Lance found a giant sack of his favorite food.  If he could fit all this garlic into one sailor stew he would!

Lance learned how to ride a motorcycle in the toughest conditions possible!  We found this dirt road without any traffic and rode it into the lush mountains along a hermosa rio.

This tiki bar/art stand was in the middle of the jungle and they made all kind of crafts from petrified wood.

The locals were surprised to see us whiteboys up in the hills.

This narrow bridge was fun to tear across using all 100cc's of power!

We never found the end of the dirt road, it got too rough and we tuned around.

Typical breakfast at Steves place.  Each morning we join other cruisers here for the great food, internet, swimming pool, and shower "all for 100 pesos"

Back to Georgetown AND beyond...

After dropping our buddy off from the Marina on northern Great Exuma, we set sail back out into Exuma Sound, heading southeast back to Georgetown. Many of our friends were still anchored here and we were glad to see the familiar faces. Now with just the two of us, our boat felt like a mansion again. We set the hook and got a good night's sleep for the upcoming day of heavy preparation towards our departure to islands unknown. We filled our diesel and water tanks, rid ourselves of our trash, collected a boatload of old charts. We ran all over town tracking down last minute items for our departure.

Our friend Eddie, aboard "Miss Emily"was still around so we connected with him. He happens to be a renowned yacht chef for crewed yachts all over the world. So we decided it to be a good idea to bring our catch of yesterday (Andy's fine tuna) to his Coronado 35 for a well prepared feast! We shared a great meal, listened to good music, and swapped tall tales. Thanks again Eddie for the delicious meal!

On the 6th we weighed anchor and set out for Long Island. It was a rather uneventful sail (motorsail really). Who knows where the fish were, we sure didn't. We spent the following day exploring the island. Turns out that Eclipse found a lot more adventure on this island and they told us we missed a bunch of cool stuff, but we were too excited for our next move anyway.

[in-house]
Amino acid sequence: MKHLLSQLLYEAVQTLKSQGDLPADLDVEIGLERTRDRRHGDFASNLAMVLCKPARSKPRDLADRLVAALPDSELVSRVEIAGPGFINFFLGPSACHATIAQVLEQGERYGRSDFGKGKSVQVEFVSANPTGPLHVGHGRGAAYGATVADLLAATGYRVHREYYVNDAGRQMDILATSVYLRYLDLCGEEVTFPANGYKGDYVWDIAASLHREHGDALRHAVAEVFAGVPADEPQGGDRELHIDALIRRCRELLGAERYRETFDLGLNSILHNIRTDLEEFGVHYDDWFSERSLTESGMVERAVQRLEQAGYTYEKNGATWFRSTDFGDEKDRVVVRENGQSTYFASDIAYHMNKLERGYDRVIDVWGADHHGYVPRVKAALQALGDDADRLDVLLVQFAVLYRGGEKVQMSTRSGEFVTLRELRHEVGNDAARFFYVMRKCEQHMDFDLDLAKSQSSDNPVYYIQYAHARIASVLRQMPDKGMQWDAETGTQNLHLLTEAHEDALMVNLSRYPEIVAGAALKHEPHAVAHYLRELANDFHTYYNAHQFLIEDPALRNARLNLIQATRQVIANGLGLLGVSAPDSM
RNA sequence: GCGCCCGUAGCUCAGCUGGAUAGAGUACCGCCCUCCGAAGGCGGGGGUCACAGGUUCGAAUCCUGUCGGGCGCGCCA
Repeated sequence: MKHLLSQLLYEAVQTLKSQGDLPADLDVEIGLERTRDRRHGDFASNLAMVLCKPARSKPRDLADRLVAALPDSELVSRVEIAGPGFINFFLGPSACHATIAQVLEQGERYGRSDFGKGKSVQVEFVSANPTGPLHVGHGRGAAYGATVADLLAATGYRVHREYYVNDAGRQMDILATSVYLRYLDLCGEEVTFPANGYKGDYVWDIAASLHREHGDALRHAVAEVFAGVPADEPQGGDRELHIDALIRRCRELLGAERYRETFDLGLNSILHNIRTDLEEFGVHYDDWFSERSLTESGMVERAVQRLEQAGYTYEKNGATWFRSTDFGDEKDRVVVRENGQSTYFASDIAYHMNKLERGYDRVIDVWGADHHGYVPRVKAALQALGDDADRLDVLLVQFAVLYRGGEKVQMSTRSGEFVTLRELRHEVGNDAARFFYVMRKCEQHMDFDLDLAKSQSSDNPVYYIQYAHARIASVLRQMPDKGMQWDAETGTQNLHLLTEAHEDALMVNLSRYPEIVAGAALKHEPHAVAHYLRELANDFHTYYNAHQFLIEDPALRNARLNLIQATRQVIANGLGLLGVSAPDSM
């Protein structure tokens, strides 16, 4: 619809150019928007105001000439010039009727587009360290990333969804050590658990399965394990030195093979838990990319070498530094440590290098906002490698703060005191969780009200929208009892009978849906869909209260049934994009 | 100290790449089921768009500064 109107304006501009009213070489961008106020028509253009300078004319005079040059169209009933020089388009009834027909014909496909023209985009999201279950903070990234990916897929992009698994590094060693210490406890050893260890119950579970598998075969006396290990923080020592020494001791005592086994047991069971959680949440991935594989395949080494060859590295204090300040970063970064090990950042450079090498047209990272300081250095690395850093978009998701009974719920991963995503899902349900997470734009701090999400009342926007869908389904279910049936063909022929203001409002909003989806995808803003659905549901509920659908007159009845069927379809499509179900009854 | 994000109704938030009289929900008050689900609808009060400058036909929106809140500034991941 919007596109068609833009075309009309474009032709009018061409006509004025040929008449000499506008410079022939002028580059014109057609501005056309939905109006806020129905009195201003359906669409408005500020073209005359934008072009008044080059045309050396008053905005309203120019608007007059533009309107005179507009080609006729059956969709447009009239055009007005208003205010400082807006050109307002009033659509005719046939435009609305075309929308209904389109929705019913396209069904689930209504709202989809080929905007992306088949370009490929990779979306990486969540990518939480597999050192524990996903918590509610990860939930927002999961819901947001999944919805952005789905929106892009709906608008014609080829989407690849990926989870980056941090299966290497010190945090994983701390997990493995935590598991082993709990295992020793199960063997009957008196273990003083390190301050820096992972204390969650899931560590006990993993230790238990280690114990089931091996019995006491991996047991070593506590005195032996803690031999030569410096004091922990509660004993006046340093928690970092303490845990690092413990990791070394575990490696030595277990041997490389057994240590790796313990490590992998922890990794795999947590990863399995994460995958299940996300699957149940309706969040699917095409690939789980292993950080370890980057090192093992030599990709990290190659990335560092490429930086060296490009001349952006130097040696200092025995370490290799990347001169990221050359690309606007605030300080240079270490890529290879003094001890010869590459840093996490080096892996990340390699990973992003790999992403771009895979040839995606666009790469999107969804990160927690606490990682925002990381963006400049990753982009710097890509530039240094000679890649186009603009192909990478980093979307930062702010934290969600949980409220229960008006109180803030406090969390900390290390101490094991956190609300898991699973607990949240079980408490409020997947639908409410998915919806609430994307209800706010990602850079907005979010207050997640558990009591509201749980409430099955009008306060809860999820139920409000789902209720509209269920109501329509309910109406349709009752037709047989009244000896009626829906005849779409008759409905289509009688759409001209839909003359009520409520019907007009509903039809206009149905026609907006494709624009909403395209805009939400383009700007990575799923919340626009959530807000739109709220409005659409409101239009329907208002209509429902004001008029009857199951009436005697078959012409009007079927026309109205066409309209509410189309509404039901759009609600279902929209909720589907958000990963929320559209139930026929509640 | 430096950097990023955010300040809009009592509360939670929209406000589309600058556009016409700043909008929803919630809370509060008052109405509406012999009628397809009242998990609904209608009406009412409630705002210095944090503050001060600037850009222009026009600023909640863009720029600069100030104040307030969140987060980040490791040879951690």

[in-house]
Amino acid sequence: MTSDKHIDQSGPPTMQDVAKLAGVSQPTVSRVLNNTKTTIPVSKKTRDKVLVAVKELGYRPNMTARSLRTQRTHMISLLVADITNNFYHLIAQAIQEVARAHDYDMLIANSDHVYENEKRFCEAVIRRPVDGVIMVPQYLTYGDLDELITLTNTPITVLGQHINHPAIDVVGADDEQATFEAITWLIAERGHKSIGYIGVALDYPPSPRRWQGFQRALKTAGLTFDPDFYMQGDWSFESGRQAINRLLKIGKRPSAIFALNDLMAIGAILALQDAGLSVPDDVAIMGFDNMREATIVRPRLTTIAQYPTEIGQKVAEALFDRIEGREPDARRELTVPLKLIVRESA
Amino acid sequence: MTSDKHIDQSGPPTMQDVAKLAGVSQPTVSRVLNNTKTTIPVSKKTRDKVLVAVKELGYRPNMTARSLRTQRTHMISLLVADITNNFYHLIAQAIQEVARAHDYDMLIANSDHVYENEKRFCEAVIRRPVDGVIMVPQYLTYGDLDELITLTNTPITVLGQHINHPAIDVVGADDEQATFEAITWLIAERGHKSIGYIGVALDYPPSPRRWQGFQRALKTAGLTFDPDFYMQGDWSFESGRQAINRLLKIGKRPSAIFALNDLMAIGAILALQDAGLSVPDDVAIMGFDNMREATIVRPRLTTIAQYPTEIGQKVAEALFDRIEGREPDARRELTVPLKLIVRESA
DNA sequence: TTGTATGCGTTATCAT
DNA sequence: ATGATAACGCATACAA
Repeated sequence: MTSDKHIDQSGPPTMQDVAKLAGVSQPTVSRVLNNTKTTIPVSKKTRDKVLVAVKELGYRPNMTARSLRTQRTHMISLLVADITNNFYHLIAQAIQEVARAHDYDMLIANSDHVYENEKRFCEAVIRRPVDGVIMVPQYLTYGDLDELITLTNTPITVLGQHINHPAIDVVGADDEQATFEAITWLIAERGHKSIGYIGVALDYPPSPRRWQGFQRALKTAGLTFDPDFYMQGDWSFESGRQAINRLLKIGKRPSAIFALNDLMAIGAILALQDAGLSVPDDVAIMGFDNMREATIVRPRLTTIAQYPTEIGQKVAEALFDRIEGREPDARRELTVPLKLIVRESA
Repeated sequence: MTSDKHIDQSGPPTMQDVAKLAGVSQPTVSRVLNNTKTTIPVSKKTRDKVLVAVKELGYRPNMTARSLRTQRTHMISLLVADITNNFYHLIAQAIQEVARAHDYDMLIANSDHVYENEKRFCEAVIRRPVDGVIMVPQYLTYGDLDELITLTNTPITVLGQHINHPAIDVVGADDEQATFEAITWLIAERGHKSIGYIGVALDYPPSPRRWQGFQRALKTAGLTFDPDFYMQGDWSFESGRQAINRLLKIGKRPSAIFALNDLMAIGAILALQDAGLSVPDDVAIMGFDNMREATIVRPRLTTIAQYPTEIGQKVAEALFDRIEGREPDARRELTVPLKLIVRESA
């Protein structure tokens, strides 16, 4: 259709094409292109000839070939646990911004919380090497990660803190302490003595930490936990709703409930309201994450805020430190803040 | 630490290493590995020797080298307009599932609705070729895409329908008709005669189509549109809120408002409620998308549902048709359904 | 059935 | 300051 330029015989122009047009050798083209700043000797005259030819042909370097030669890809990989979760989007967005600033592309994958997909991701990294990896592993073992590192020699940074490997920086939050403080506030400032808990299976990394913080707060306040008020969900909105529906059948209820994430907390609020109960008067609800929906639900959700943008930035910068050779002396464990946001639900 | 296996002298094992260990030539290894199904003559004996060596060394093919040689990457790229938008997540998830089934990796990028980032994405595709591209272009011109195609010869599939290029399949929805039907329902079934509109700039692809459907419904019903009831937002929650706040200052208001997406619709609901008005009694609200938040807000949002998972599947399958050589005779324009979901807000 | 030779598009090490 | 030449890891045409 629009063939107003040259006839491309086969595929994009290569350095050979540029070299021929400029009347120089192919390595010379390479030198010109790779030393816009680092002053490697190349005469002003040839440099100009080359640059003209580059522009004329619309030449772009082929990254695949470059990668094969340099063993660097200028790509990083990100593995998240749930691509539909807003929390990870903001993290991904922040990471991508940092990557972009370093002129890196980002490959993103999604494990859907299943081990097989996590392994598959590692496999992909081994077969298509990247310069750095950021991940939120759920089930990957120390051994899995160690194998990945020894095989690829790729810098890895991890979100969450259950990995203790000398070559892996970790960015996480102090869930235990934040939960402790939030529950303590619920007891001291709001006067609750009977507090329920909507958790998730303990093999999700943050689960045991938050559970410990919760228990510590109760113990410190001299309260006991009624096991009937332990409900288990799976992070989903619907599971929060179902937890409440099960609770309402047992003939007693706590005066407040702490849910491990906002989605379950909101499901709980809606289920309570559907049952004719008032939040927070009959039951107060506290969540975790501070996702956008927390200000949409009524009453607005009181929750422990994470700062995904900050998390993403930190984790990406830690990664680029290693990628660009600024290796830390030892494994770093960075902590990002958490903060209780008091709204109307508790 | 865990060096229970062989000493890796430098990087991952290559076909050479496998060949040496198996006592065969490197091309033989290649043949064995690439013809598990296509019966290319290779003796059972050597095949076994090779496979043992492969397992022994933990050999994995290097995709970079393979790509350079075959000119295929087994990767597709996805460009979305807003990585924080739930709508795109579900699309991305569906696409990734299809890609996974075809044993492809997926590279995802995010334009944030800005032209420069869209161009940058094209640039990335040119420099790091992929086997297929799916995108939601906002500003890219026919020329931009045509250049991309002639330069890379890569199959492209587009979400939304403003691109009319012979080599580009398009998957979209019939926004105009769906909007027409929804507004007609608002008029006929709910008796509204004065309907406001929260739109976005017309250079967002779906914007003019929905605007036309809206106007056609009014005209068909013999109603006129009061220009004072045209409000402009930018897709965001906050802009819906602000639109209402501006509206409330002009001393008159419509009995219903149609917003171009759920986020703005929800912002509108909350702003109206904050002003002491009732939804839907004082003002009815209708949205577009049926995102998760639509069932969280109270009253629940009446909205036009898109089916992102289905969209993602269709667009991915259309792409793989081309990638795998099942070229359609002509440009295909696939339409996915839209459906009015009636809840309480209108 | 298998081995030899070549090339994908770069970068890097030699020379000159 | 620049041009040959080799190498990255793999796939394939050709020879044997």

Pretty isn't it? Taken from the highest point on long island looking down at Thompson Bay.
After our brief stay in Long Island we were afforded another good weather window to further our progress southeast. The wind was blowing fresh from the north so we set out eastward in anticipation of the wind clocking back to it's prevailing easterly wind. Once that happened we turned due south straight for Mayaguana. Shortly after our turn south we saw two Humpback whales. They came within 50 yards of YOLO! A 1st wild whale sighting for both of us! All in all it was a nice 40 hour sail from Long Island to Mayaguana.

There's 2 whales here. look closely.

Saturday, January 15, 2011

A new year full of new adventures

Our return to staniel cay for the pirate party and new years bash with mark was an absolute blast. Such good times with such good people! On new years eve, andy had the chance to be a crew member (aka ballast) on the local Bahamian racing sloops during the annual new years sailing regatta. Although his team lost, he (and everyone involved) had a heck of a time!
Andy crewing aboard Lady Muriel. Traditional Bahamian Class A racing sloop. You can see him 3rd from the end of the "pry" out the starbord side.
There was also a long drive competition as well as a benefit auction that fellow cruisers put on. The regatta committee fed all who were interested a stellar free dinner (including adult beverages!). The turnout was well into the hundreds. It was a great time!

The spread for the cruisers! FREE DINNER!

We spent our new years eve night at the Staniel Cay Yacht Club. The local bahama's news team was there to cover the event. Apparently we chose THE spot to be in the bahamas to ring in the new year. Even had a celeb sighting or two. Of course we only party with the best of crowds.

Some lucky lady on new years eve getting interviewed by the bahamian press.
Dave and Leslie (Texas Two Step), Trina, and Andy ringing in the new year right!

Mark made himself right at home in the (much more capable) galley of Texas Two Step as he prepared the crushed macadamia nut encrusted mahi-mahi filets. Hands down the most deliciously prepared fish I've EVER had, thanks Mark! (note to the readers, crushed walnut yeilds very different results, don't bother).

During the previously mentioned auction, Dave (from Texas Two Step) successfully acquired a wakeboard. Little did he know though that he was actually in a bidding war with his very own daughter, Michelle! I think they ended up spending about $20 more than they needed to. Nonetheless it was a kick to have a chance to wakeboard again! They have a super quick dinghy capable of yankin us out of the water. Thanks guys for towing us around!

Michelle Hauling me around on the wakeboard with her "go-fast" dinghy. Impossible behind our little 3hp dink.